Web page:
Wednesday, February 1, 2012

Caldecott Challenge Post #3

Knuffle Bunny by Mo Willems. Published 2004. Caldecott Honor 2005. Walker Books Ltd. ISBN: 9781844280599

I have always been fascinated by any form of art that combines scenes from the real world with cartoon figures, so natually I love the way Willems illustrates the Knuffle Bunny books. In this specific volume, I especially love the images of Trixie getting more and more upset as her baby talk is misunderstood by her father. I don't think I'd ever realized, in previous readings of the book, that we do actually see Knuffle Bunny go into the washer at the start of the story, but that was also a nice reward to put in for the more careful reader to find. It's no surprise to me that Willems continues to be so popular!

On Market Street by Arnold Lobel, illustrated by Anita Lobel. Published 1981. Caldecott Honor 1982. HarperTrophy. ISBN: 9780688087456 

This is definitely one of the best alphabet books I have read. It combines the simplicity of a traditional lesson on the ABCs with the intricate artistry of wonderfully detailed illustrations. The figure depicted for each letter is dressed from head to toe in an object beginning with that letter. Where D stands for doughnuts, a woman is clothed in a doughnut dress. Where T stands for toys, puppets, figurines, and other playthings come together to create a colorful and amusing outfit filled with wonderful surprises for little eyes to delight in. The concept of this book seems so simple, and yet it's obvious the Lobels have serious talent.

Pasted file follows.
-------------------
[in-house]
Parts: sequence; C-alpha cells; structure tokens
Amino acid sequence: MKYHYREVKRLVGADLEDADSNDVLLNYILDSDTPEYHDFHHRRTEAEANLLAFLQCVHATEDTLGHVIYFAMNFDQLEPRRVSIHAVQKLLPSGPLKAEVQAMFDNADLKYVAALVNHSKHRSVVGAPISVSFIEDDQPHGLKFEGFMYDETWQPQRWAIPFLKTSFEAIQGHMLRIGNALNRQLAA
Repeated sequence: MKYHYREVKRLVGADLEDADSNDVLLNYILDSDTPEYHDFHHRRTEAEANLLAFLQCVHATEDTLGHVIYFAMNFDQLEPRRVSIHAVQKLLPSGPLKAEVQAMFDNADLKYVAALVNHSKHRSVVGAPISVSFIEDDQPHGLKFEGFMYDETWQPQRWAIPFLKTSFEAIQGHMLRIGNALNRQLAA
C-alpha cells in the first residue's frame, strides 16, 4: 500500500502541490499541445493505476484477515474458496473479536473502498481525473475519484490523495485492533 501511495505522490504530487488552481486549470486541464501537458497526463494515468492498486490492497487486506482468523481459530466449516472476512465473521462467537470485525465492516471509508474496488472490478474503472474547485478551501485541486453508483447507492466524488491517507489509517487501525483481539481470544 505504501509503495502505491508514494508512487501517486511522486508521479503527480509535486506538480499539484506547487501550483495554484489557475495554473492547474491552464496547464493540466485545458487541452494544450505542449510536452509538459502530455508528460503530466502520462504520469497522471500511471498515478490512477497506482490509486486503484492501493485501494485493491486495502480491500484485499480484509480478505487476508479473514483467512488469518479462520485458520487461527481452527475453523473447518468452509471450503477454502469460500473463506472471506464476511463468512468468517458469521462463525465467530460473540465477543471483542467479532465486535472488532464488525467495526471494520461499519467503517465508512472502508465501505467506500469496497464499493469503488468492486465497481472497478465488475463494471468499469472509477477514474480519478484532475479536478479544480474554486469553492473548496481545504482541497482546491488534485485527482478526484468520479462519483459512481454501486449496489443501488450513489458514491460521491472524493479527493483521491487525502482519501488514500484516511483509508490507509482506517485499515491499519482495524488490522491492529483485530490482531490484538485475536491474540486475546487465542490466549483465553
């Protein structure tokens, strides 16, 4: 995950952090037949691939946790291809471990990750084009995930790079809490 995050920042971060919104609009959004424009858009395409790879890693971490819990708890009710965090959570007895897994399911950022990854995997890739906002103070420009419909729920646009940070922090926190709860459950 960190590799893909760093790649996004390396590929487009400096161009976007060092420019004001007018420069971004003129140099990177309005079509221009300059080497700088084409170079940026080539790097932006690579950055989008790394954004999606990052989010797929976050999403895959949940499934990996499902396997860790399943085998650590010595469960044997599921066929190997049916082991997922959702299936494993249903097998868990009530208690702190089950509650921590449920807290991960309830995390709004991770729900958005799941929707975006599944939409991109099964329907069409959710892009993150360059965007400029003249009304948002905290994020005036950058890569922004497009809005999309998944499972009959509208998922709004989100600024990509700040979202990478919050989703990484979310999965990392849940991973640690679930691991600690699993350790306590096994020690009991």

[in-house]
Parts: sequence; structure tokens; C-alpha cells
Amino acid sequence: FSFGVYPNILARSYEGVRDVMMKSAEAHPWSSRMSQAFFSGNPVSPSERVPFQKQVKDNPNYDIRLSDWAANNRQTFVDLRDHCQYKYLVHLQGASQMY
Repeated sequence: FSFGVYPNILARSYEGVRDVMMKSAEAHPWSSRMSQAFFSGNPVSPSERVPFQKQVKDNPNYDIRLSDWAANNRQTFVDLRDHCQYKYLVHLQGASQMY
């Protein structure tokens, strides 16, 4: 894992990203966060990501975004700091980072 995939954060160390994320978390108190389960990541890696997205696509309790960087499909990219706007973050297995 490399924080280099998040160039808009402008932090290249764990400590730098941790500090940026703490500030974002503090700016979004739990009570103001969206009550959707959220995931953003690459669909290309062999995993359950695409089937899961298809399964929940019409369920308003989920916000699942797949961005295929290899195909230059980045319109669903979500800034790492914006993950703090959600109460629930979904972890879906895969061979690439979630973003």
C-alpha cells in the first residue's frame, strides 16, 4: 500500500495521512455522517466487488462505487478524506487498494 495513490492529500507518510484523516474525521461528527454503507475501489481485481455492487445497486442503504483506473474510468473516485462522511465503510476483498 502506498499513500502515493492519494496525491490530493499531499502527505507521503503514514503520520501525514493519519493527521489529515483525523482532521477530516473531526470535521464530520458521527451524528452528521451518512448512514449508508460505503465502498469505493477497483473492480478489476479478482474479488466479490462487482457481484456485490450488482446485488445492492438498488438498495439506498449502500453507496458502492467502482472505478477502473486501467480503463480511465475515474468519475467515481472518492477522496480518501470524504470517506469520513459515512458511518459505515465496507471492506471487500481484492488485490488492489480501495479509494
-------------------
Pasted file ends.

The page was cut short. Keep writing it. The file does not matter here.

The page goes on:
Zin! Zin! Zin! A Violin by Lloyd Moss, illustrated by Margorie Priceman. Published 1995. Caldecott Honor 1996. Simon & Schuster Children's Publishing. ISBN: 9780671882396 

A trombone plays a solo, but when other instruments join in, the group becomes a duo, then a trio, and eventually an octet , a nonet, and a full-blown orchestra. The rhyming text doesn't quite work on every page, but the long sweeping lines of the illustrations give a perfect visual representation of musical sounds floating through the air. I would definitely consider including this book in a music or arts themed story time, and honestly, it might even make a nice flannel board!

King Bidgood's in the Bathtub by Audrey Wood, illustrated by Don Wood. Published 1985. Caldecott Honor 1986. Houghton Mifflin Harcourt. ISBN: 9780152055783

This has been a favorite picture book of mine for a long time. I love Don Wood's use of light and shadow, and all the gorgeous details of the various tub scenes. I think my favorite is either lunching in the tub or fishing in the tub. Each illustration completely transforms bathtime from something mundane into something extraordinary. I also love the king's jovial face, which lights up with mischief each time he invites someone to "Come in!" And of course, who doesn't love a story where the youngest and smallest turns out to be the only one who can save the day? I love the page as hero just as much as I love the grown-up king as the incorrigible little boy.

See other Caldecott Challenge participants' blogs on the challenge page at LibLaura5. Follow my challenge progress here.

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